by: Bonnie Kristian, Rare.us Updated:
DUNDALK, Md. - Patapsco United Methodist Church is in Dundalk, Maryland, not far from Baltimore and the Chesapeake Bay. Sometimes, at night, homeless people with nowhere else to go will sleep on church grounds, taking advantage of the promise of safety that a church often represents.
But in the future, those people may have to find another place to sleep, because the church may be fined out of existence by local government.
According to Yahoo News, Rev. Katie Grover found a $12,000 citation attached to a church door when she went to the church one morning recently.
The citation said that the church had violated a county regulation that prohibits "non-permitted rooming and boarding" and that the church failed to "cease exterior use of property as housing units." An inspector's comments noted that "People (were) still living in (the) rear of (the) property under tarped area."
"We feel, we here as a church, that it's scriptural mandate, that it's an imperative to care for the least, the last, the lost, the poor, the hungry," Grover told WMAR.
Failure to evict the homeless people from the area would require the church to pay the $12,000 county fine, straining the small congregation's budget, Yahoo reported. The fine grows by $200 each day the church doesn't comply.
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"I'm not trying to be adversarial with anyone. We're just trying to do what a church is called to do, and that's to love people," Grover told Yahoo. "In Scripture, it talks about feeding the hungry, clothing the naked, visiting the sick. Whatever we've done to the least of these, it's as if we've done it to Christ himself."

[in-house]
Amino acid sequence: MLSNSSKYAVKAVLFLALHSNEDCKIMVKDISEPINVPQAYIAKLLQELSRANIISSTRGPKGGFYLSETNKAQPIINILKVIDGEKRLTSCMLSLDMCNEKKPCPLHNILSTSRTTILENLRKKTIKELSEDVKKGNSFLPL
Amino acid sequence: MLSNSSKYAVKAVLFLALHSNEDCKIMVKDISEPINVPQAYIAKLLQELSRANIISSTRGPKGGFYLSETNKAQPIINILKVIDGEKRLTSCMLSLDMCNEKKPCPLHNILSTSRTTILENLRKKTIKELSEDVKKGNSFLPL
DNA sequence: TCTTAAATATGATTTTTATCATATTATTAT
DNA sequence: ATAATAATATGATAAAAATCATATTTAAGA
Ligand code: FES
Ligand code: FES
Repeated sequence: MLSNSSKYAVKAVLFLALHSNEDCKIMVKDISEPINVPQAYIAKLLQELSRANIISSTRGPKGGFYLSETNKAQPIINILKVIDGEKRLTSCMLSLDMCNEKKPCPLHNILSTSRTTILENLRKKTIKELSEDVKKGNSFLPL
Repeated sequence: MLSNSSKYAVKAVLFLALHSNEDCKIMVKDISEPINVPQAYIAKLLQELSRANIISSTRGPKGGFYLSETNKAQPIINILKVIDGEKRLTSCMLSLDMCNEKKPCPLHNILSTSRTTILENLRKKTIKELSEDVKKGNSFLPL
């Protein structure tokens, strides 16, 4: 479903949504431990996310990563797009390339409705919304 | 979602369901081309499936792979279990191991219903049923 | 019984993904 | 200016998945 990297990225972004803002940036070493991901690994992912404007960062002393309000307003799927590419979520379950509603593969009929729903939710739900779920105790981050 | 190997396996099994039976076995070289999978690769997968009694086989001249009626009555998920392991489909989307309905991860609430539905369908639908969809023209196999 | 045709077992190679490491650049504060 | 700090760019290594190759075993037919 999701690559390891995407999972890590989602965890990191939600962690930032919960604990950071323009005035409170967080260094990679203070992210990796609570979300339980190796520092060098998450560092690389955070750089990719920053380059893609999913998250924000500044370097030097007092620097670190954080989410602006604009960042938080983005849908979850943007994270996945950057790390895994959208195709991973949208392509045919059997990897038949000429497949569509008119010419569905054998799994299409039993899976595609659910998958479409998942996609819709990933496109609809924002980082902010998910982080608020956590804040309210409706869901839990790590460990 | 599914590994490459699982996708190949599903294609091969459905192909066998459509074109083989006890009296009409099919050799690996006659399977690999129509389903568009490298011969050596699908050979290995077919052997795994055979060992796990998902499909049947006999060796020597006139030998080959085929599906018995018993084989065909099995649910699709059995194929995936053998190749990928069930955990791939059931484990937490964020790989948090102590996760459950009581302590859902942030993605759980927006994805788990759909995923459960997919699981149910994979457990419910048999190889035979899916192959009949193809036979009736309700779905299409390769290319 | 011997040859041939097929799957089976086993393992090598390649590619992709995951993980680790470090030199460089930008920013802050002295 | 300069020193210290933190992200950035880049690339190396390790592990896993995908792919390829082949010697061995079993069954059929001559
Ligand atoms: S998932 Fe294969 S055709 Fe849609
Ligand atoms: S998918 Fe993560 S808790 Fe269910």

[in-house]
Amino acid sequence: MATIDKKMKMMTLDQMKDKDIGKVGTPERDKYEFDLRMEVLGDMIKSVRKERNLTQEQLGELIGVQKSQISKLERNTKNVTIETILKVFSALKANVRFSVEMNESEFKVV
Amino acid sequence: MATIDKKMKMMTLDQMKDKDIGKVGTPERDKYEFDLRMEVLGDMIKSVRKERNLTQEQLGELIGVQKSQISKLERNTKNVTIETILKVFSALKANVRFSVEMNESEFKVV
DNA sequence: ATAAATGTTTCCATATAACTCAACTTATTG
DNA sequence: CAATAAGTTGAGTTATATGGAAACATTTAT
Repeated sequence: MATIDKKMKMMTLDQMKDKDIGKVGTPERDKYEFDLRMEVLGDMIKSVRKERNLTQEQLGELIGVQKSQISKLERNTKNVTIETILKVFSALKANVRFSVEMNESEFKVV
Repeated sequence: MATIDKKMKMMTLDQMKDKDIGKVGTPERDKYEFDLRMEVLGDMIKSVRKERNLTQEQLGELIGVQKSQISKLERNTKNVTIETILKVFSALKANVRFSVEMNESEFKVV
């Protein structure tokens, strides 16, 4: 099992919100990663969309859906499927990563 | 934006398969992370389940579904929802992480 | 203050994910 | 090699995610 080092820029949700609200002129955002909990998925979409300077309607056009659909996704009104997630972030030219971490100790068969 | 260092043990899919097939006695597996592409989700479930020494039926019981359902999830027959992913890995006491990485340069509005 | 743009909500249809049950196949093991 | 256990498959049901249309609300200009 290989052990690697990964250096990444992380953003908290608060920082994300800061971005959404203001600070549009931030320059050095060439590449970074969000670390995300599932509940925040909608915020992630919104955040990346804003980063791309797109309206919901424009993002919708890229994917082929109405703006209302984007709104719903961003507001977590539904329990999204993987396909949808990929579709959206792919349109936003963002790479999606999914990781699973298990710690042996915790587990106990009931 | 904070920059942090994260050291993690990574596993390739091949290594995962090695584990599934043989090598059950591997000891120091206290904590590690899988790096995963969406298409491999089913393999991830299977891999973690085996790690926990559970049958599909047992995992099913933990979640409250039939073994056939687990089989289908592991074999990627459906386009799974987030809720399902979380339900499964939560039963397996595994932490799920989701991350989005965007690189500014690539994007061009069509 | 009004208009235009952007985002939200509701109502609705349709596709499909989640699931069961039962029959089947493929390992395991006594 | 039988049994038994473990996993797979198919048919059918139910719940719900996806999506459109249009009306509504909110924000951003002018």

Authorities were made aware of the homeless people using the area to sleep after a neighbor who owns a fruit stand business next door complained to the county. The neighbor, Chester Bartko, is unhappy because he said some of the homeless people have urinated on his apple tree, causing it to stop producing the fruit. Bartko said his business has been affected in other ways, too.
"We have a greenhouse, and we sell flowers and shrubbery, and the homeless started camping right next to our retail sales area," Bartko told WMAR.
Representatives of Patapsco were scheduled to appear in court Wednesday to fight the county's order.
If the congregation puts up a "no trespassing" sign, it can escape the fine.
"Who, then, is welcome to the church?" Grover said. "Mary and Joseph gave birth to the Messiah in a stable because there wasn't any room for them anywhere else. Here we are in this Christmas season where we celebrate the coming of Christ, and we're battling whether a person can sleep outside on a bench."
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